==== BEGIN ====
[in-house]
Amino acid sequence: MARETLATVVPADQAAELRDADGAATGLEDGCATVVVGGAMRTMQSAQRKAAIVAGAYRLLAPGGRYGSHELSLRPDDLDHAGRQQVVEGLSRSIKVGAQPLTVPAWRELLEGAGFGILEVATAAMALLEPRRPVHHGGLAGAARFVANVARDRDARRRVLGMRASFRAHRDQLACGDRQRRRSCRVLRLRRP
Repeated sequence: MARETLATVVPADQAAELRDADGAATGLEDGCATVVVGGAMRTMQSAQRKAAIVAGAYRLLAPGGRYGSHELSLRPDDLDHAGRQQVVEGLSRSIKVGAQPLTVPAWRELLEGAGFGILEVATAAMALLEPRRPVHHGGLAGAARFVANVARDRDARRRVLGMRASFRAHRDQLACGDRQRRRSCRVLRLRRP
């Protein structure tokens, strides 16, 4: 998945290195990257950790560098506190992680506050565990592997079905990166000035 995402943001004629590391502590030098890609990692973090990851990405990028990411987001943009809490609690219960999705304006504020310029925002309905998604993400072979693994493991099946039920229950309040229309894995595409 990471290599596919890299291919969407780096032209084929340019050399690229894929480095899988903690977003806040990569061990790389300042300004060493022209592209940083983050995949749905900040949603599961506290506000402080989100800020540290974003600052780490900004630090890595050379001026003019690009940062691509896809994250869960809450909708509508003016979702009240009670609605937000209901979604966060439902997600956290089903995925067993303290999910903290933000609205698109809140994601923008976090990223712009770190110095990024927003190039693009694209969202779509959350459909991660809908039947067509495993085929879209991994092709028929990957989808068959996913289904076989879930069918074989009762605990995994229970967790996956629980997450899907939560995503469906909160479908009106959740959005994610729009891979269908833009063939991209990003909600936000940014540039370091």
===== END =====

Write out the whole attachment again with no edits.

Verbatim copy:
[in-house]
Amino acid sequence: MARETLATVVPADQAAELRDADGAATGLEDGCATVVVGGAMRTMQSAQRKAAIVAGAYRLLAPGGRYGSHELSLRPDDLDHAGRQQVVEGLSRSIKVGAQPLTVPAWRELLEGAGFGILEVATAAMALLEPRRPVHHGGLAGAARFVANVARDRDARRRVLGMRASFRAHRDQLACGDRQRRRSCRVLRLRRP
Repeated sequence: MARETLATVVPADQAAELRDADGAATGLEDGCATVVVGGAMRTMQSAQRKAAIVAGAYRLLAPGGRYGSHELSLRPDDLDHAGRQQVVEGLSRSIKVGAQPLTVPAWRELLEGAGFGILEVATAAMALLEPRRPVHHGGLAGAARFVANVARDRDARRRVLGMRASFRAHRDQLACGDRQRRRSCRVLRLRRP
């Protein structure tokens, strides 16, 4: 998945290195990257950790560098506190992680506050565990592997079905990166000035 995402943001004629590391502590030098890609990692973090990851990405990028990411987001943009809490609690219960999705304006504020310029925002309905998604993400072979693994493991099946039920229950309040229309894995595409 990471290599596919890299291919969407780096032209084929340019050399690229894929480095899988903690977003806040990569061990790389300042300004060493022209592209940083983050995949749905900040949603599961506290506000402080989100800020540290974003600052780490900004630090890595050379001026003019690009940062691509896809994250869960809450909708509508003016979702009240009670609605937000209901979604966060439902997600956290089903995925067993303290999910903290933000609205698109809140994601923008976090990223712009770190110095990024927003190039693009694209969202779509959350459909991660809908039947067509495993085929879209991994092709028929990957989808068959996913289904076989879930069918074989009762605990995994229970967790996956629980997450899907939560995503469906909160479908009106959740959005994610729009891979269908833009063939991209990003909600936000940014540039370091």